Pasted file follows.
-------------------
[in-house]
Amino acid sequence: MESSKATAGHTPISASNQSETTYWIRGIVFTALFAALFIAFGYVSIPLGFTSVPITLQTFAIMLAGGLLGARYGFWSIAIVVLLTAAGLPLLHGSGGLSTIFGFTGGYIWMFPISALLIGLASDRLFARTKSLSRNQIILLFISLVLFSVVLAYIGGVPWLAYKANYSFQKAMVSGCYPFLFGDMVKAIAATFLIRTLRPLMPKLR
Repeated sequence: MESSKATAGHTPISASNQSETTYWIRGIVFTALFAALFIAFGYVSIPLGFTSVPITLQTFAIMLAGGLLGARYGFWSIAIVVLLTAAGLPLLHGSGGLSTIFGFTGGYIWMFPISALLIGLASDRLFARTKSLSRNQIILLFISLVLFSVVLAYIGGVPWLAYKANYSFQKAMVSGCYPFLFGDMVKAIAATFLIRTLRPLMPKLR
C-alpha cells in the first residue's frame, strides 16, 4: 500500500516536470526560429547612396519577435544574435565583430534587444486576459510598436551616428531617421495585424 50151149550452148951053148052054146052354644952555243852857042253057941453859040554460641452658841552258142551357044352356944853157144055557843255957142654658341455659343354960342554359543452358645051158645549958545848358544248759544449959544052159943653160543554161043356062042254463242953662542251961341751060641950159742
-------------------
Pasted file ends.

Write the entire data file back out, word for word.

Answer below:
[in-house]
Amino acid sequence: MESSKATAGHTPISASNQSETTYWIRGIVFTALFAALFIAFGYVSIPLGFTSVPITLQTFAIMLAGGLLGARYGFWSIAIVVLLTAAGLPLLHGSGGLSTIFGFTGGYIWMFPISALLIGLASDRLFARTKSLSRNQIILLFISLVLFSVVLAYIGGVPWLAYKANYSFQKAMVSGCYPFLFGDMVKAIAATFLIRTLRPLMPKLR
Repeated sequence: MESSKATAGHTPISASNQSETTYWIRGIVFTALFAALFIAFGYVSIPLGFTSVPITLQTFAIMLAGGLLGARYGFWSIAIVVLLTAAGLPLLHGSGGLSTIFGFTGGYIWMFPISALLIGLASDRLFARTKSLSRNQIILLFISLVLFSVVLAYIGGVPWLAYKANYSFQKAMVSGCYPFLFGDMVKAIAATFLIRTLRPLMPKLR
C-alpha cells in the first residue's frame, strides 16, 4: 500500500516536470526560429547612396519577435544574435565583430534587444486576459510598436551616428531617421495585424 50151149550452148951053148052054146052354644952555243852857042253057941453859040554460641452658841552258142551357044352356944853157144055557843255957142654658341455659343354960342554359543452358645051158645549958545848358544248759544449959544052159943653160543554161043356062042254463242953662542251961341751060641950159742